This doesn’t say much for any of the Big 4’s regular prime time, non-reality schedules, does it? And perhaps that is the root of the problem. For anyone under 30 ( and perhaps even 40) there is no regular prime-time schedule. There is little appointment television anymore and when there is it has to be great, or unusual or at least timely. That’s what award shows honor and that is why there’s been a reversal of big network dominance. Most of their schedules cater to very little of that.

Was anyone asking for this? #deepthoughts #NBC

Was anyone asking for this? #deepthoughts #NBC #CominginDecember

It is also interesting to note that the night’s two most deserved and surprising winners were Rami Malek for USA Network’s Mr. Robot and Tatiana Maslany on BBC America’s Orphan Black for best dramatic actor and actress. Both do unusual, almost superhuman work and both play extremely troubled and disaffected people under 30.   They anchor two of the most current and trendy shows on television – neither of which would ever have a chance of getting on the air solely through the American Network Big 4.

YES YES YES YES YES #CloneClub #FSociety

YES YES YES YES YES #CloneClub #FSociety

This brings us full circle back to the mix between creativity and business. After all, it is the entertainment industry or show biz.

The problem with the Emmy awards is no longer what’s on TV today but who’s showing what on TV today. And for what reason. And for whom? You can almost hear the collective sighs of the Big 4 honchos every time one of the major award winners was read. Followed by grumbling, disgust, denial, anger, depression and fear.   But what they really need to do is get to the final stage – acceptance. It would make their shows, and certainly the Emmy awards show, a lot higher rated. And certainly more entertaining.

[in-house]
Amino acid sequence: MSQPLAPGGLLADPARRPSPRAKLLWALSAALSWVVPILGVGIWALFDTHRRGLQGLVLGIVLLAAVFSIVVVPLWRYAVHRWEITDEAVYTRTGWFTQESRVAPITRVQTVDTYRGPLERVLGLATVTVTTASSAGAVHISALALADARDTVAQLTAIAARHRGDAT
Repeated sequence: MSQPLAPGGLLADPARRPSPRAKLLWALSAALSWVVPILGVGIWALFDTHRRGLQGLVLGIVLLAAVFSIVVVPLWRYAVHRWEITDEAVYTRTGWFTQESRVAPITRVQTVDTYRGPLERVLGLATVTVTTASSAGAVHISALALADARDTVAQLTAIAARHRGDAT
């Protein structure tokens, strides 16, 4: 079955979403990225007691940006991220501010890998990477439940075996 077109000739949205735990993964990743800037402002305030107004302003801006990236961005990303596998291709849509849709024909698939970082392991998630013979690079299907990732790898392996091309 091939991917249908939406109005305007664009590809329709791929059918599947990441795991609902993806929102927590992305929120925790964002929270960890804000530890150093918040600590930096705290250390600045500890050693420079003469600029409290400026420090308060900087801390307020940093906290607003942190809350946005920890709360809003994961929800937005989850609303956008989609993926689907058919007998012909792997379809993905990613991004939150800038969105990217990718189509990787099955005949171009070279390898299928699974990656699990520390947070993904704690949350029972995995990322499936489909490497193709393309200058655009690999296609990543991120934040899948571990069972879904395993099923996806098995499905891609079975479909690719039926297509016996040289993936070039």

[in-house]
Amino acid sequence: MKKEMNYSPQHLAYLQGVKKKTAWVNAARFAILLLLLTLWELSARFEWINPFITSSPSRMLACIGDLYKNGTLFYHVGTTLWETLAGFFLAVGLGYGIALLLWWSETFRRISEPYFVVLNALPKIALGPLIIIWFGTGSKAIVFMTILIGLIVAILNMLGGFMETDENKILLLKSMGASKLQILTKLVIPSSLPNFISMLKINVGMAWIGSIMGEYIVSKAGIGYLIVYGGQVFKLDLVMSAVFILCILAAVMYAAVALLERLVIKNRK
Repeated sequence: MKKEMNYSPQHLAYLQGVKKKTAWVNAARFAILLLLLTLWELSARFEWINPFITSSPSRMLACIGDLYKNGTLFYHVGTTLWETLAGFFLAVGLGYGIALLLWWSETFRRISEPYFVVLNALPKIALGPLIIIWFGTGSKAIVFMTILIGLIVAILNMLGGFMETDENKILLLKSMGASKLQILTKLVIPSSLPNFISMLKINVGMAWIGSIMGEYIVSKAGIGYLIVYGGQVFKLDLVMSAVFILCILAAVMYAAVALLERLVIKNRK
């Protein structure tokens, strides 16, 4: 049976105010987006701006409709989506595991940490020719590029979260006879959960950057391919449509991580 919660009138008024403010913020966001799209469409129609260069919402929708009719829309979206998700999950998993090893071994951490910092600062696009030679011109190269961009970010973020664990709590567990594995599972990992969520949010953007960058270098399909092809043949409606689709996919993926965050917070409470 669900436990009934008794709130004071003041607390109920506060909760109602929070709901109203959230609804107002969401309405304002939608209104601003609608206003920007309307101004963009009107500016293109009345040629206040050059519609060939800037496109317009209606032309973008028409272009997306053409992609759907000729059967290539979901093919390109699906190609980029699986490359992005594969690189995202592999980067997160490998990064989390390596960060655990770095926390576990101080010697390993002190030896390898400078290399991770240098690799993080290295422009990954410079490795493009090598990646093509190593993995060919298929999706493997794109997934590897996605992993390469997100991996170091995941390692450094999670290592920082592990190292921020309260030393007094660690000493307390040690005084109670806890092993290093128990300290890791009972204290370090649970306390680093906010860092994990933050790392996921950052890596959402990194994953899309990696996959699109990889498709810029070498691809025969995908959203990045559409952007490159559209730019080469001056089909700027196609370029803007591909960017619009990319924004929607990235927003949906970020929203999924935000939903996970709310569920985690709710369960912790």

But what do I – an inveterate fan of Mr. Robot, Orphan Black and a host of many other nominees and winners, know? I’m only the audience.

 

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Please Bore Me

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Every semester I implore my writing students: please, don’t bore me. Not in a Miranda Priestly way. I like to think of myself as their sometimes nicely dressed angel rather than a devil in too hip designer duds waiting to take a bite out of their souls. They have plenty of time after school to experience the latter, if they haven’t already.

The same goes for my taste in art. I’d rather be offended by your creative output than have it put me to sleep. (Note: This actually happened during the second act of the Broadway musical Annie in the seventies but that’s another subject.). In truth, there is nothing that fires me up more and sparks my own creativity than a good homophobic, racist, or sexist rant.   Sure, I loathe them. But as a guy with ADD and a lifelong procrastination problem, I often need a push – make that a shove – in order to do anything about it.

Me at my most creative #differentsteven

Me at my most creative

This is what current Republican nominee Donald Trump delivered this past week and Hillary Clinton can never deliver.

But see, the actual world is not a fictional land that a writer (or any artist) can mold to their liking. That’s why one does creative work to begin with. So we can evoke the world as we see it – create one that reflects our point of view, that is of our choosing, not yours.

Nor are actual world leaders characters in a book, movie or TV show to root for or hate watch. Well, okay, you can hate watch them – as I did with Trump last week – or root for them – as I’ll do with Hillary this week – but that is not their primary function in our lives.

OK... but this was pretty funny

OK… but this was pretty funny

They exist to lead us, to enact and enforce a set of laws that bring people together and create some sort of existential order than enables us to achieve whatever we so choose and thus become the best of ourselves.

In other words, they’re not here to put on a show, they’re here to run the show.

And what they are also most certainly not put here for is our amusement.

I’ve always liked following politics but personally I’d find it as boring as Annie Act 2 if I were a real life politician – or worked for one. All the hand-shaking, broken promises, arm-twisting, behind-the- scenes maneuvering. Not to mention compromises. Constantly. Oh – and asking for money. Do you know politicians spend 50-75% of their time fundraising?

That's it, I'm going back to bed

That’s it, I’m going back to bed